Cambridge University’s welfare services have been blasted for failing to provide support to students suffering from severe mental stress.
Students at the university have taken to the social media site Facebook to expose the failings they claim in the institution’s welfare system.
Inspired by the Everyday Sexism Project, the group allows students to post their experiences with the welfare service anonymously, with stories varying from depression, eating disorders to sexual assault.
In the most recent post to the site last month, one student said: “During my first term here I suffered from crippling depression and was dealing with extreme thoughts of suicide.
“I sent a form into the University Counselling Service – clearly ticking the box that read ‘do you think you pose a risk of harm to yourself?’ – and they never got back to me.”
In a more shocking allegation, another student said: “There is a real rape culture among students in Cambridge – three of my very close friends have been sexually assaulted or raped by other students.
“There’s very little support available, beyond seeing the UCS and there are no real structures for getting the rapists thrown out. Colleges don’t want the bad publicity.
“Cambridge University just doesn’t care about its students.”
The student and alumni founders say they have received 50 testimonies since the project started in September.
Speaking to the News, one founder said: “Our campaign was born after a few of us were discussing welfare problems at the university.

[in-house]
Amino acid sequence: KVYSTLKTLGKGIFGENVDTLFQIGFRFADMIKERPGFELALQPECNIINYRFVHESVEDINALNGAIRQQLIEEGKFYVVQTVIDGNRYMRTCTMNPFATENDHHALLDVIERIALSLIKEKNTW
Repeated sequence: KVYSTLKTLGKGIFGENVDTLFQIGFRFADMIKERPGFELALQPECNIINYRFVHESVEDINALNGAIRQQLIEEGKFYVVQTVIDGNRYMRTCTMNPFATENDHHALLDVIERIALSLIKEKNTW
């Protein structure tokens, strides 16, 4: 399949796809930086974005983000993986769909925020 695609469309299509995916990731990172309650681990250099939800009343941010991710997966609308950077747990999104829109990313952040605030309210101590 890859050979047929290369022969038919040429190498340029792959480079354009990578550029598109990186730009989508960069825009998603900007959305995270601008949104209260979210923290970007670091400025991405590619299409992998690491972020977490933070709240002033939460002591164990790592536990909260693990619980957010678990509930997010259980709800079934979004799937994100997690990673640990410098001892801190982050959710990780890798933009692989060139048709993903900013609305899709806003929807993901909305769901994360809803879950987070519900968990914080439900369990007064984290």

“We were all alarmed to find that we had all had similar experiences. We had either encountered ignorance or, in some cases, active malice towards us when we had sought support.
“We will gather as many testimonies as possible, and use these testimonies to strategise as to how best to make change.
“What is clear from the current system is that it is not working, and that students deserve better.”
A university spokesman said: “Cambridge University and its colleges takes student mental health very seriously.
“Colleges and central services work closely together to direct students to appropriate sources of help.
“The level of support available to students at the University of Cambridge is unparalleled in most other universities.
“The UCS, which includes counsellors as well as mental health advisors, supplements the support available to students from the wider staff base and specialist staff.” (Cambridge News)